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Chapter 2: I Call It Reverence for Life

There is nothing to see. The seer is the seen, the observer is the observed; that duality no more exists. And there is no question of thinking. There is no doubt, there is no belief; there is no idea.

Gandhi was trying to experiment with truth. The simple implication is: you know what truth is; otherwise how are you going to experiment with it? And for a man who knows truth, what is the need to experiment? He lives it; for him there is no alternative. To Gandhi everything is philosophy; to me everything is philosia. Gandhi is a thinker, I am not a thinker. My approach is existential, not mental. Nonviolence: the very word is not appealing to me, it is not my taste, because it is negative. Violence is positive; nonviolence is negative. Nobody has paid any attention to the simple fact that you are making violence positive, solid; and nonviolence is simply negating it.

I call it reverence for life; I don’t use the word nonviolence. Reverence for life - it is positive; then nonviolence happens just of its own accord. If you feel reverence for life, how can you be violent? But it is possible you can be nonviolent and still you may not have any reverence for life.

I know these so-called nonviolent people. You will be amazed to know that in Kolkatta, Jainas have a very important place. In all the big cities - Mumbai, Kolkatta - they are the super-rich people. In Kolkatta I came to know of a strange phenomenon; when I saw it for the first time I could not believe my eyes. I used to stay in the house of a very unique man, Sohanlal Dugar. He was unique in many ways. I loved the man - he was very colorful. He was old - he died seven years ago. When he met me first, at that time he was seventy years old, but he lived to ninety.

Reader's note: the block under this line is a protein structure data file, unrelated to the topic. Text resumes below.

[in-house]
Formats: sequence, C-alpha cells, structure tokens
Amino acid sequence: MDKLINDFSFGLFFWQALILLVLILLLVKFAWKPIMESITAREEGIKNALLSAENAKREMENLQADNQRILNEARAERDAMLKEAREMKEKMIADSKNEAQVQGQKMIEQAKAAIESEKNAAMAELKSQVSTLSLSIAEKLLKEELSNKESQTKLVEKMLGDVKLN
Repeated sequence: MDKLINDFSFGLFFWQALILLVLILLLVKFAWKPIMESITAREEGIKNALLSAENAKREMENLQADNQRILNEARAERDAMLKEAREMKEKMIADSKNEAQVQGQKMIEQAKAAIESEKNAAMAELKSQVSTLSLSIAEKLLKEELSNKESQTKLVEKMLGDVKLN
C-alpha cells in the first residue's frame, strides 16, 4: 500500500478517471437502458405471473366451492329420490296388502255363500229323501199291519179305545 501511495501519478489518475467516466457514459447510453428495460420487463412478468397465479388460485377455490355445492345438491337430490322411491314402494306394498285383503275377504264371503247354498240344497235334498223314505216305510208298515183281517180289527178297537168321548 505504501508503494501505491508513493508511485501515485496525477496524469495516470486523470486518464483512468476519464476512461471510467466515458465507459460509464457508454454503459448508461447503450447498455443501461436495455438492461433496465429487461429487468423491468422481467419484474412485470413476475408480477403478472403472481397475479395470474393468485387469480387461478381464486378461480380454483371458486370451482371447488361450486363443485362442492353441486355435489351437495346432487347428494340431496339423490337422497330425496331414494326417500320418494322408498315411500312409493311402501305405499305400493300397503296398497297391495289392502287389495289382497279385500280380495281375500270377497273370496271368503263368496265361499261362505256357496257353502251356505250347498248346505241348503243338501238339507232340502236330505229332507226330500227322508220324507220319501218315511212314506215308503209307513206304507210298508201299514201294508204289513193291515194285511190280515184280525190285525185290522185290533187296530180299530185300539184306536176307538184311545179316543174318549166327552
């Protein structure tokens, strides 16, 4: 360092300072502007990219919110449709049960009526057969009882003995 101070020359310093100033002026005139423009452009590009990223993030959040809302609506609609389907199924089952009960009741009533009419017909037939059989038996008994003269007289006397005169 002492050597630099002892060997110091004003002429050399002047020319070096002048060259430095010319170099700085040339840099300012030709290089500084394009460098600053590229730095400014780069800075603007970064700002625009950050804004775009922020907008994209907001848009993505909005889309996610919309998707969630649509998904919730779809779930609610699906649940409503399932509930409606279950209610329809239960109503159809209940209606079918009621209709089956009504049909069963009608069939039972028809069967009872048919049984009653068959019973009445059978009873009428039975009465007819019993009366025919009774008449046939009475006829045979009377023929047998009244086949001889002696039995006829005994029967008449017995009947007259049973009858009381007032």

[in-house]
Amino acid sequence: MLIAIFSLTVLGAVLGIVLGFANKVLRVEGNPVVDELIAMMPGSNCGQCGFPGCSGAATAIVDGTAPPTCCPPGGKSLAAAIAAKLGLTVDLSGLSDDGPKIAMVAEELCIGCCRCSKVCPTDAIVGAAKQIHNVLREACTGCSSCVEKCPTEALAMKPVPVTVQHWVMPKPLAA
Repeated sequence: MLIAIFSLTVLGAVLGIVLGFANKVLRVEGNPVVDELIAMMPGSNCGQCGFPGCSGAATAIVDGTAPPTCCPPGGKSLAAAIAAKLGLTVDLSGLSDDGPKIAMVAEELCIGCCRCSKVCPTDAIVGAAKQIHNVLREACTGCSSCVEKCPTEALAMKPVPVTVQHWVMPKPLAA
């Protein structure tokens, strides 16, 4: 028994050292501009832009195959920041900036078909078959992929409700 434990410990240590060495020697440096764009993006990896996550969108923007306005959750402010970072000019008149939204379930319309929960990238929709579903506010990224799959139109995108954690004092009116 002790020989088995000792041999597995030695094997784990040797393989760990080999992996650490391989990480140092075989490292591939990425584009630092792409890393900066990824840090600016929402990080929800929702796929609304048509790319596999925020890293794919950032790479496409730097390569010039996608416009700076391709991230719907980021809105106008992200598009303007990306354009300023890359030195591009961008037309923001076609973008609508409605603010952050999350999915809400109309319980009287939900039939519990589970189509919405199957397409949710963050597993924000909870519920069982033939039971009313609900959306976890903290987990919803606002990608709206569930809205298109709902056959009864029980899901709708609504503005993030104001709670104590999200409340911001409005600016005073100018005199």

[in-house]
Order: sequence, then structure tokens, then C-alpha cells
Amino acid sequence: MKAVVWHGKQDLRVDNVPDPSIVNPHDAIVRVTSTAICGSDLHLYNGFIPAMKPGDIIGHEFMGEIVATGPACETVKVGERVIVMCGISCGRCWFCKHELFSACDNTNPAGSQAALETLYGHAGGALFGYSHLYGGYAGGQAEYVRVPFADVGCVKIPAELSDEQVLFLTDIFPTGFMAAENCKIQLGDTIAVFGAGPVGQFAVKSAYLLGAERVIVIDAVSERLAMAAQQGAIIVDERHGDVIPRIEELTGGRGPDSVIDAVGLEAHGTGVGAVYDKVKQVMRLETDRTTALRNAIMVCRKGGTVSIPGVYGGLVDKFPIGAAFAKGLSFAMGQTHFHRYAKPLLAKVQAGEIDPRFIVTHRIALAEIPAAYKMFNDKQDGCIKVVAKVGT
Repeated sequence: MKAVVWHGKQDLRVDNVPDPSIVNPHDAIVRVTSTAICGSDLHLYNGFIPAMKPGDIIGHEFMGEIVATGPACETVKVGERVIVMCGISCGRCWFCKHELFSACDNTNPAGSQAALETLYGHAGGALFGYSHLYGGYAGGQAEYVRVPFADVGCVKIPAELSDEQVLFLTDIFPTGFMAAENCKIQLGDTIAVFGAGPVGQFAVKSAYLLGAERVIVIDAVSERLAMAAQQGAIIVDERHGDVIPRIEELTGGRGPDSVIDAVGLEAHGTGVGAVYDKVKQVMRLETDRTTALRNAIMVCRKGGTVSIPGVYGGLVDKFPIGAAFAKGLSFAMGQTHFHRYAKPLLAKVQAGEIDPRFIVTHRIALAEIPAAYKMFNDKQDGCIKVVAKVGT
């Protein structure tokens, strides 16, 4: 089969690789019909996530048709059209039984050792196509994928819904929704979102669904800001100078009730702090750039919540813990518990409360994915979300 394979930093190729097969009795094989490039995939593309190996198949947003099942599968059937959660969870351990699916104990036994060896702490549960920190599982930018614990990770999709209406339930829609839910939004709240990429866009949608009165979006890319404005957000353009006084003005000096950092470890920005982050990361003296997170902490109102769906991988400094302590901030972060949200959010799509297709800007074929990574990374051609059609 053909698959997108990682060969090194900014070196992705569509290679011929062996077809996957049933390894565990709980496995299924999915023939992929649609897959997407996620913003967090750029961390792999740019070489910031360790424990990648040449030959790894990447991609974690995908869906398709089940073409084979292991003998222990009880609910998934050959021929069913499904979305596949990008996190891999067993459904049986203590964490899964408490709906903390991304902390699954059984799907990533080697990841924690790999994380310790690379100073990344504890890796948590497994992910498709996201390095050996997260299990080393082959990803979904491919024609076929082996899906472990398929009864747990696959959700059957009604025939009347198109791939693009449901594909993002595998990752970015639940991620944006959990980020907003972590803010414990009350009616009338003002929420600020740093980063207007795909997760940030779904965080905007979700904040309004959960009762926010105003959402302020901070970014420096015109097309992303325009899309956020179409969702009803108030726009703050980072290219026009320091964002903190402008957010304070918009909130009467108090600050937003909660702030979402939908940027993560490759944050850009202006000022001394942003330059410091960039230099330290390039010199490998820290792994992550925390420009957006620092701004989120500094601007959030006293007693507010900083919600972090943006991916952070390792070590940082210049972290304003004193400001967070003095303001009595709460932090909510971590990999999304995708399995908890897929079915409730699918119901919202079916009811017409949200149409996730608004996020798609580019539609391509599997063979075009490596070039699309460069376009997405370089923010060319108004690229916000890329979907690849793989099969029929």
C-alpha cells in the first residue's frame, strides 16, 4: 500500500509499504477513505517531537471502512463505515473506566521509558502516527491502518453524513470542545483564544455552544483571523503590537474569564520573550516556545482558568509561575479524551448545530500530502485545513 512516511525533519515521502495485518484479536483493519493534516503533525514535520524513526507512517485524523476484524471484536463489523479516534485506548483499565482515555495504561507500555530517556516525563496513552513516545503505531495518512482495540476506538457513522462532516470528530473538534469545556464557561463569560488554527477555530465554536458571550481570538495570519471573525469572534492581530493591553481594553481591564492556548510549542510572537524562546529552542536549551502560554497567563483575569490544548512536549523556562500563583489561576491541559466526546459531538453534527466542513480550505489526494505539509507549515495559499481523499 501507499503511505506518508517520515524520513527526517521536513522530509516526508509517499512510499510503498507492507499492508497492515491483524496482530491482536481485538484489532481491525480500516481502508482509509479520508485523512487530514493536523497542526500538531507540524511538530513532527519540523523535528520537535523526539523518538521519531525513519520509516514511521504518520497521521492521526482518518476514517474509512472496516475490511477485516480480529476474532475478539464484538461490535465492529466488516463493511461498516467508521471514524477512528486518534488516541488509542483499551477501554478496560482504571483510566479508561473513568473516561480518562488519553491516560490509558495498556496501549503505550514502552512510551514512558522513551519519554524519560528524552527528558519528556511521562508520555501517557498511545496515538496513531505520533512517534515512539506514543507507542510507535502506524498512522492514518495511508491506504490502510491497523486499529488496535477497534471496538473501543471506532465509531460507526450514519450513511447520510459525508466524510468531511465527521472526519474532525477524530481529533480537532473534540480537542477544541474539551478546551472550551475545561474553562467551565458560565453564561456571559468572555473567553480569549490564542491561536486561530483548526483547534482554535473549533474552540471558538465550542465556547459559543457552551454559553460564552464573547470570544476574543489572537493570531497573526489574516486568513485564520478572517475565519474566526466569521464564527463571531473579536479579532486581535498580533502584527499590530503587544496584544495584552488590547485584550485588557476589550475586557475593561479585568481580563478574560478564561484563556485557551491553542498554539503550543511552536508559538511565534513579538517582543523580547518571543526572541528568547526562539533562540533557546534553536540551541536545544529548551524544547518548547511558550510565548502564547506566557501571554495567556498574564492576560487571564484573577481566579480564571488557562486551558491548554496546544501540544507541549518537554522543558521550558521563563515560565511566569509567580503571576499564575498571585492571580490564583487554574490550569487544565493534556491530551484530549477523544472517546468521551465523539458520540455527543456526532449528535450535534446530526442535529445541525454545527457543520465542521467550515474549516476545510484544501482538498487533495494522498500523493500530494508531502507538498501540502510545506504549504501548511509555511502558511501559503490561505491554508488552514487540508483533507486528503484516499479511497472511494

He met me in Jaipur, that was his home town, and he invited me to Kolkatta because that was his business place. From there he controlled the whole silver market, not only of India but of the whole of Asia. He was called the Silver King. I had heard about him, but I had no idea who the person was. When he came to me for the first time in Jaipur, he touched my feet - an old man dressed in the Rajasthani way with a yellow turban, very ancient-looking in every way - and took out bundles of notes from the pockets of his coat and wanted to give them to me.

I said, “But right now I don’t need them. You just give me your address; whenever I need I will inquire and if you are still in possession of wealth and in the mood to give, you can give. But right now I don’t have any need, so why unnecessarily give me trouble? I am going now to travel for thirty-six hours, and I will have to take care of these notes. I cannot even sleep - anybody may take them. So please keep them.” He just started crying, tears pouring from his eyes. I said, “But I have not said anything that hurts you so much.”

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